Writing a Wrong
December 20th, 2006
Pulitzer Prize winner and former Stuyvesant teacher Frank McCourt said of his schooling, “In school, if they told me write an essay of 150 words, I’d write 500 words.” But over-writing is not a problem for many students. For some, the prospect of writing is truly scary.
Freshman year is the time to address the fear of writing. For the past eight years, Freshman Composition, which aims to teach ninth grade students the fundamentals of writing, has been a mandatory class. According to Assistant Principal English Eric Grossman, “The overriding focus and goal of the course is writing instruction.” However, the ideals upon which the course was created are being lost: Freshman Composition is becoming far less writing-oriented.
In an effort to make teaching more intimate and increase class participation, Freshman Composition classes are supposed to be capped at 25 students, whereas other classes are filled to the maximum of 34 students. Teachers, however, must teach five classes—a schedule that makes it nearly impossible to assign weekly essays or give students’ written work the attention it deserves.
Consequently, ninth grade students at Stuyvesant are not being pushed to grow as writers. While teachers may be explaining and teaching the basics, students do not have enough opportunity to experiment and develop their skills. Freshman Composition is becoming less writing-focused and more of a general English class—formerly offered to freshmen as Freshman English—in which students read books, discuss them and answer study questions. However, this type of class does not ensure that all students will be equipped with the same tools and knowledge of writing that are necessary in later years.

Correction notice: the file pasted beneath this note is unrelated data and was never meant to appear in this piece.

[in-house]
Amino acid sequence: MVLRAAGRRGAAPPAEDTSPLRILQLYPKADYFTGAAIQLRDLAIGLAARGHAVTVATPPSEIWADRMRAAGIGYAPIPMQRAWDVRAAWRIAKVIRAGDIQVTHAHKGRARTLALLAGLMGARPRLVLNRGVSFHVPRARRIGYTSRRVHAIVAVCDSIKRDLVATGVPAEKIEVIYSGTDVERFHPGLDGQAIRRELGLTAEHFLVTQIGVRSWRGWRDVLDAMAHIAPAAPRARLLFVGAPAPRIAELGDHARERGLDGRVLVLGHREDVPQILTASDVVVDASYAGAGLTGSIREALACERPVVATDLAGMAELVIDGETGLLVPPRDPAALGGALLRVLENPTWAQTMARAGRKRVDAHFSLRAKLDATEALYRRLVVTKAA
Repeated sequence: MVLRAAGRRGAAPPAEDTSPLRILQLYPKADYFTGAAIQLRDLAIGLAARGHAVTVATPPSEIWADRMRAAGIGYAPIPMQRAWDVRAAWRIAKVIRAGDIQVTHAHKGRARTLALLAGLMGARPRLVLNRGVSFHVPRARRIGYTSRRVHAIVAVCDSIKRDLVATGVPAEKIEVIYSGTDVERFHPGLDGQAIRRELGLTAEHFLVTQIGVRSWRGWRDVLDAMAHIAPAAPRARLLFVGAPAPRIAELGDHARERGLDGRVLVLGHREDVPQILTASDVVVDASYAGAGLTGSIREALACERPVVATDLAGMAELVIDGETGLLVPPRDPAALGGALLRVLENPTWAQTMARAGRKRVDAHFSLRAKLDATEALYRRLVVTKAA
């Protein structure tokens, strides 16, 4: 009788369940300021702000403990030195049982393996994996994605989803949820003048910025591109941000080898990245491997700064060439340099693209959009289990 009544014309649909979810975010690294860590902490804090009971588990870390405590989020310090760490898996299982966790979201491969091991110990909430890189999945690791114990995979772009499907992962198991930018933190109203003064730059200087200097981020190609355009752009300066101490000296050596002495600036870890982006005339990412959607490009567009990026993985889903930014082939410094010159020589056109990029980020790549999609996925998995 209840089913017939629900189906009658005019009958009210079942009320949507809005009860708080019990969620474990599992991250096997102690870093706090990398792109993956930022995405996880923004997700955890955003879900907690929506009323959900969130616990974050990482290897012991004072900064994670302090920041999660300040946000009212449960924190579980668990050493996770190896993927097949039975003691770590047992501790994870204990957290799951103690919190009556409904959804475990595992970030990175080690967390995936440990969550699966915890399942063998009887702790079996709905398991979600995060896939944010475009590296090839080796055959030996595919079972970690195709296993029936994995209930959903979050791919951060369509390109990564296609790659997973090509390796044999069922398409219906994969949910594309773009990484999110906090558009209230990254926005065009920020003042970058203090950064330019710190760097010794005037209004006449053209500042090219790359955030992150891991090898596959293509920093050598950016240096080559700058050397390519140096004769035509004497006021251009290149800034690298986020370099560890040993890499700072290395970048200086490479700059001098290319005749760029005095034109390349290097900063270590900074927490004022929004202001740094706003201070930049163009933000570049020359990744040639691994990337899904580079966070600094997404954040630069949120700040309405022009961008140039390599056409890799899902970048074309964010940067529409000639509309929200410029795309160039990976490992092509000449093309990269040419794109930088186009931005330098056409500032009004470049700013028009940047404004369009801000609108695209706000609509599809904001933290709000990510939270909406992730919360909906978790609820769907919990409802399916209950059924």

The only way to become a good writer is to write, receive constructive criticism and re-write. Although reading other writers’ work does help our understanding of literature, we cannot develop our own individual voices without writing ourselves. But in my three months at Stuyvesant, I have only written about three paragraphs and a short essay in Freshman Composition. My experience is not unique; freshmen in other classes are writing a similarly small amount. Freshman Aviva Hakanoglu said, “We write virtually nothing” freshman year.
Meanwhile, non-English classes demand little writing. Most rely on multiple-choice tests that allow teachers to grade quickly, instead of papers or tests that compel students to write thoughtful responses to provocative questions. Only math honors classes require papers; even lab reports for science are short-answer. Without writing and receiving constructive criticism on a regular basis, it is difficult for anyone to improve.
Freshman year is the time to build a strong foundation and confidence about writing that can be continually refined and applied in the following years. Whether this means rethinking the purpose and execution of Freshman Composition, or designing a new course altogether, Stuyvesant must find a way to develop the writing skills of all incoming students. Students without a strong writing background are not getting enough of a chance to practice the fundamentals, while confident writers may not be challenged or have the opportunity for development. Writing is an essential form of communication for every educated person, and is simply too important to leave to chance